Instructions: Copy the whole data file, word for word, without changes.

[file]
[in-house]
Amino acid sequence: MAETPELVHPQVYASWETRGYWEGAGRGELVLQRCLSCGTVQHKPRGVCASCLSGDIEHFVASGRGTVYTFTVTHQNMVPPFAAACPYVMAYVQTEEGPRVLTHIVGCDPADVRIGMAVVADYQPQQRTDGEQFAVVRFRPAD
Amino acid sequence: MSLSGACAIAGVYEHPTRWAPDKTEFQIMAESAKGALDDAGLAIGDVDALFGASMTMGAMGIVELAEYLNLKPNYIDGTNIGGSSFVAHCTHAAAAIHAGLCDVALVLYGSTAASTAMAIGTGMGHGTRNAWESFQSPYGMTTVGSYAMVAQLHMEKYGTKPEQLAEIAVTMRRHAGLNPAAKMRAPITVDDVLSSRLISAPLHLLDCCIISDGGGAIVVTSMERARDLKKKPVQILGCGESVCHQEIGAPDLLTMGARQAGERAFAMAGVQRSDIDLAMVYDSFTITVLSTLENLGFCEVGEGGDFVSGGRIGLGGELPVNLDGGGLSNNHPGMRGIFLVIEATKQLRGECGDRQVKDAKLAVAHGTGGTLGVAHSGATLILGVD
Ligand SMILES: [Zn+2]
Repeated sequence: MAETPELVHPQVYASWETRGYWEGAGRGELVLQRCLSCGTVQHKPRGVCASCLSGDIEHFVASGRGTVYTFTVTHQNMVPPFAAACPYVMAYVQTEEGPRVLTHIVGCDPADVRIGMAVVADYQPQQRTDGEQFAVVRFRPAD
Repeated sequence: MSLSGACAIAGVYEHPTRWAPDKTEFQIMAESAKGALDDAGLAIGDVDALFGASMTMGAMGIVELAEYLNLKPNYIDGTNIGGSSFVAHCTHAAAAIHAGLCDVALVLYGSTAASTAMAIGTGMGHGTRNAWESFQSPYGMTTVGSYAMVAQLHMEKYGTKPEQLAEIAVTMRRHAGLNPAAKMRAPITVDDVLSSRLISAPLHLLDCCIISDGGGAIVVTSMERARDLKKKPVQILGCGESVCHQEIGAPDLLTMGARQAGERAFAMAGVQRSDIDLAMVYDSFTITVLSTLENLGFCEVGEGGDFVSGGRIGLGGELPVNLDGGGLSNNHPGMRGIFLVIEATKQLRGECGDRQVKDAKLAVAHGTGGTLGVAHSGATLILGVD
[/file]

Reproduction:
[in-house]
Amino acid sequence: MAETPELVHPQVYASWETRGYWEGAGRGELVLQRCLSCGTVQHKPRGVCASCLSGDIEHFVASGRGTVYTFTVTHQNMVPPFAAACPYVMAYVQTEEGPRVLTHIVGCDPADVRIGMAVVADYQPQQRTDGEQFAVVRFRPAD
Amino acid sequence: MSLSGACAIAGVYEHPTRWAPDKTEFQIMAESAKGALDDAGLAIGDVDALFGASMTMGAMGIVELAEYLNLKPNYIDGTNIGGSSFVAHCTHAAAAIHAGLCDVALVLYGSTAASTAMAIGTGMGHGTRNAWESFQSPYGMTTVGSYAMVAQLHMEKYGTKPEQLAEIAVTMRRHAGLNPAAKMRAPITVDDVLSSRLISAPLHLLDCCIISDGGGAIVVTSMERARDLKKKPVQILGCGESVCHQEIGAPDLLTMGARQAGERAFAMAGVQRSDIDLAMVYDSFTITVLSTLENLGFCEVGEGGDFVSGGRIGLGGELPVNLDGGGLSNNHPGMRGIFLVIEATKQLRGECGDRQVKDAKLAVAHGTGGTLGVAHSGATLILGVD
Ligand SMILES: [Zn+2]
Repeated sequence: MAETPELVHPQVYASWETRGYWEGAGRGELVLQRCLSCGTVQHKPRGVCASCLSGDIEHFVASGRGTVYTFTVTHQNMVPPFAAACPYVMAYVQTEEGPRVLTHIVGCDPADVRIGMAVVADYQPQQRTDGEQFAVVRFRPAD
Repeated sequence: MSLSGACAIAGVYEHPTRWAPDKTEFQIMAESAKGALDDAGLAIGDVDALFGASMTMGAMGIVELAEYLNLKPNYIDGTNIGGSSFVAHCTHAAAAIHAGLCDVALVLYGSTAASTAMAIGTGMGHGTRNAWESFQSPYGMTTVGSYAMVAQLHMEKYGTKPEQLAEIAVTMRRHAGLNPAAKMRAPITVDDVLSSRLISAPLHLLDCCIISDGGGAIVVTSMERARDLKKKPVQILGCGESVCHQEIGAPDLLTMGARQAGERAFAMAGVQRSDIDLAMVYDSFTITVLSTLENLGFCEVGEGGDFVSGGRIGLGGELPVNLDGGGLSNNHPGMRGIFLVIEATKQLRGECGDRQVKDAKLAVAHGTGGTLGVAHSGATLILGVD